An Unconditional Home

I’ve always felt that a writer’s confidence is more important than his knowledge of craft. I can have all the craft in the world – and by this time, I have accumulated my share of it – but once I lose my confidence, the craft is more or less useless. What’s more, I can lose my confidence at any moment, but once I’ve learned my craft – once I’ve learned to show and not tell, to rely on verbs and nouns more than adjectives and adverbs – I am unlikely to forget it the same way I am unlikely to forget my times tables if am willing to forgo the calculator now and again. My confidence is my unconditional love for the story I am telling. I must love that story as I would love my child. I cannot wait for it to show me that it is worthy of my love from praise, nor reject it when it has been criticized. I must love it from its first, vague seedling of an idea. I must love it as it struggles into shape, forming and reforming, expanding and contracting. And I must love it as I set it free into the world, where it will be loved and probably hated, understood and misunderstood, bought and returned.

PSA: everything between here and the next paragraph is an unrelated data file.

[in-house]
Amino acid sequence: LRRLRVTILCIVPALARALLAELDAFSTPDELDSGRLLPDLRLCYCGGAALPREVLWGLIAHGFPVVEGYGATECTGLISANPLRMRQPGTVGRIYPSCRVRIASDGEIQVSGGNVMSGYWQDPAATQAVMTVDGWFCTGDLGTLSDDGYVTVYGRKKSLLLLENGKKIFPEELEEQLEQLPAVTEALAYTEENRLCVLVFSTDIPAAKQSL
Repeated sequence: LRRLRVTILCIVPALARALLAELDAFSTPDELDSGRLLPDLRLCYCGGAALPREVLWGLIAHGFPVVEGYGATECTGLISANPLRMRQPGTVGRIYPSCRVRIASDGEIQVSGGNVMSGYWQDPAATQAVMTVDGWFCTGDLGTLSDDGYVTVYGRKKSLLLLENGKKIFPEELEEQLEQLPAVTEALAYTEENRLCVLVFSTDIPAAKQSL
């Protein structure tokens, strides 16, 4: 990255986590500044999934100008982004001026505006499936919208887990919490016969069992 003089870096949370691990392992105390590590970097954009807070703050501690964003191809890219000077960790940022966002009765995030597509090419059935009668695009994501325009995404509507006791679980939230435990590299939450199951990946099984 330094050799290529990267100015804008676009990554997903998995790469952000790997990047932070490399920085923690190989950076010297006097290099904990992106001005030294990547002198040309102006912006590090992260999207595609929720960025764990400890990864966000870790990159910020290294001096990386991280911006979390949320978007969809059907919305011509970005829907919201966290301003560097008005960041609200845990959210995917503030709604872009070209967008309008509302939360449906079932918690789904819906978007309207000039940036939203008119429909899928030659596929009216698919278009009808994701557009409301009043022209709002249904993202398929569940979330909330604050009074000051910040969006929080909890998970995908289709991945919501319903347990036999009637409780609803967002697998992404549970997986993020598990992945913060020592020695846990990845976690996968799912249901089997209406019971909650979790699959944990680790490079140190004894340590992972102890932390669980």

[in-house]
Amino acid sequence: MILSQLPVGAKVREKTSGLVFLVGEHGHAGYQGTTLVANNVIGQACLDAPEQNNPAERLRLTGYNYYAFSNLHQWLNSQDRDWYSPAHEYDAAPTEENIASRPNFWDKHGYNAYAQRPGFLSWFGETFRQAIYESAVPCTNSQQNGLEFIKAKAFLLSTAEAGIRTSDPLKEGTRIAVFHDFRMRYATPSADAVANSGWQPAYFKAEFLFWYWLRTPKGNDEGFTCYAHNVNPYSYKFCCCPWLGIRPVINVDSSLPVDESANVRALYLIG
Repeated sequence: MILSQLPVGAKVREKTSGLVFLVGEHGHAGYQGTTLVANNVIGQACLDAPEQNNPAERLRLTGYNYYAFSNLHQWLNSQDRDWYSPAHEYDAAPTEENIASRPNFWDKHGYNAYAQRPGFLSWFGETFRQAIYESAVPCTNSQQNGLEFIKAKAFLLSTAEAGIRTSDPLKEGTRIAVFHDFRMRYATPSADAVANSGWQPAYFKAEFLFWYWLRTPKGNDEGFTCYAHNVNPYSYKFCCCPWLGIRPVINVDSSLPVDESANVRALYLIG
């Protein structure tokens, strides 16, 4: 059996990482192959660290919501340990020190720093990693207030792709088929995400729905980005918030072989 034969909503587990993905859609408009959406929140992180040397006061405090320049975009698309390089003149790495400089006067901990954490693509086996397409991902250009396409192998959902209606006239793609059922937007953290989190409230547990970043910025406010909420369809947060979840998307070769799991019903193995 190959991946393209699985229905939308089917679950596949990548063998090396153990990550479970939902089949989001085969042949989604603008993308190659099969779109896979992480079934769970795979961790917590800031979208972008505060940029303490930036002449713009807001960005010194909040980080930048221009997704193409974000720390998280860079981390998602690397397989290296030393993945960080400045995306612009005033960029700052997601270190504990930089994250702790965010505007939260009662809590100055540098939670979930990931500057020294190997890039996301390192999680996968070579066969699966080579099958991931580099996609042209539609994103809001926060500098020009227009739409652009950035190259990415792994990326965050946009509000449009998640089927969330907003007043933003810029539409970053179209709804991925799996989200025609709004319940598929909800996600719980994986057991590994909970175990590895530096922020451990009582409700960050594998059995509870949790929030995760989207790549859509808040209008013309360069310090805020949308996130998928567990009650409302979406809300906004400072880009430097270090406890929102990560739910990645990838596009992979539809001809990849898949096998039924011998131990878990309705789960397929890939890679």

I must love it without any thought of what anyone thinks about it. That is a writer’s unconditional love. That is our resting place, the home where we are loved as a family is loved, the home where our confidence is known, not in achievement or wealth or status, but in the awareness of the value that we were born to express. It’s complete freedom, of course, but how easy it is to leave that home in search of some phantom certainty. That is a journey into Hell, the maze of a million equal opinions, which can end only in despair, and then eventually, mercifully, surrender. The surrender will feel like quitting at first, but it is just the opposite. It is another beginning, because soon afterward, I look up and there I am – home again, and nothing has been lost, and no one is wounded, and all stories are poised to be told.


Write Within Yourself: An Author's Companion.

"A book to keep nearby whenever your writer's spirit needs feeding." Deb Caletti.

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